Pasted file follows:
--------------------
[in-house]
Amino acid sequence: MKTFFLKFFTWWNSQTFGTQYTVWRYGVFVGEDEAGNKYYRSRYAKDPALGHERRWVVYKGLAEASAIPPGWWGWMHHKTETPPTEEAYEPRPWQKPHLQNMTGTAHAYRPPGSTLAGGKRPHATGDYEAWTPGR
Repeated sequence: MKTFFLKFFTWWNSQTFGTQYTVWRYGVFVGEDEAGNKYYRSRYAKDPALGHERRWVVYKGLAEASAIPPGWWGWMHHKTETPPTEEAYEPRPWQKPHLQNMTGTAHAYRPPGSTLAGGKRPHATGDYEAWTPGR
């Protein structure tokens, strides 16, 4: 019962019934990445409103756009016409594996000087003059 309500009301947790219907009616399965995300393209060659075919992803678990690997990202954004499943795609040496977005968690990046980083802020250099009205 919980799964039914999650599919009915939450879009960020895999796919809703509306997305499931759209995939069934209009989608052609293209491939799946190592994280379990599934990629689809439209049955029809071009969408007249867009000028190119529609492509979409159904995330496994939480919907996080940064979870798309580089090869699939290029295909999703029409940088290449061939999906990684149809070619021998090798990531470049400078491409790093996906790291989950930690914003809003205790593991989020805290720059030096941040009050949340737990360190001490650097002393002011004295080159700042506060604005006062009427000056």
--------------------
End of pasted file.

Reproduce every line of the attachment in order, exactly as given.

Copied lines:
[in-house]
Amino acid sequence: MKTFFLKFFTWWNSQTFGTQYTVWRYGVFVGEDEAGNKYYRSRYAKDPALGHERRWVVYKGLAEASAIPPGWWGWMHHKTETPPTEEAYEPRPWQKPHLQNMTGTAHAYRPPGSTLAGGKRPHATGDYEAWTPGR
Repeated sequence: MKTFFLKFFTWWNSQTFGTQYTVWRYGVFVGEDEAGNKYYRSRYAKDPALGHERRWVVYKGLAEASAIPPGWWGWMHHKTETPPTEEAYEPRPWQKPHLQNMTGTAHAYRPPGSTLAGGKRPHATGDYEAWTPGR
């Protein structure tokens, strides 16, 4: 019962019934990445409103756009016409594996000087003059 309500009301947790219907009616399965995300393209060659075919992803678990690997990202954004499943795609040496977005968690990046980083802020250099009205 919980799964039914999650599919009915939450879009960020895999796919809703509306997305499931759209995939069934209009989608052609293209491939799946190592994280379990599934990629689809439209049955029809071009969408007249867009000028190119529609492509979409159904995330496994939480919907996080940064979870798309580089090869699939290029295909999703029409940088290449061939999906990684149809070619021998090798990531470049400078491409790093996906790291989950930690914003809003205790593991989020805290720059030096941040009050949340737990360190001490650097002393002011004295080159700042506060604005006062009427000056």